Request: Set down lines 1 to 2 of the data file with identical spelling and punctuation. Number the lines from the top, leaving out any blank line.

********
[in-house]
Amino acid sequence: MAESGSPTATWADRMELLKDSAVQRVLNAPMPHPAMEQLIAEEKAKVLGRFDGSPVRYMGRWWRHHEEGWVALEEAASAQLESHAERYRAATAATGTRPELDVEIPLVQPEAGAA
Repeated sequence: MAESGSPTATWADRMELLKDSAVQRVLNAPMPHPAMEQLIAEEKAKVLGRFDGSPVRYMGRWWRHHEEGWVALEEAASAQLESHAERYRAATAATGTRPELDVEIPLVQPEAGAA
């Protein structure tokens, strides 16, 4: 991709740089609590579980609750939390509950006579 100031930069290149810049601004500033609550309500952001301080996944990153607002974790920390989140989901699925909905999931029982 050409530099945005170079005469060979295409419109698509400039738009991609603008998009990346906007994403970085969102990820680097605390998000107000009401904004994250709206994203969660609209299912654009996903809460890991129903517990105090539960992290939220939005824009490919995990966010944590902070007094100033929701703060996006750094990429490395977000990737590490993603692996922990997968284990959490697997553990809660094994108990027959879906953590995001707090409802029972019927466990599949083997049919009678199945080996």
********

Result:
[in-house]
Amino acid sequence: MAESGSPTATWADRMELLKDSAVQRVLNAPMPHPAMEQLIAEEKAKVLGRFDGSPVRYMGRWWRHHEEGWVALEEAASAQLESHAERYRAATAATGTRPELDVEIPLVQPEAGAA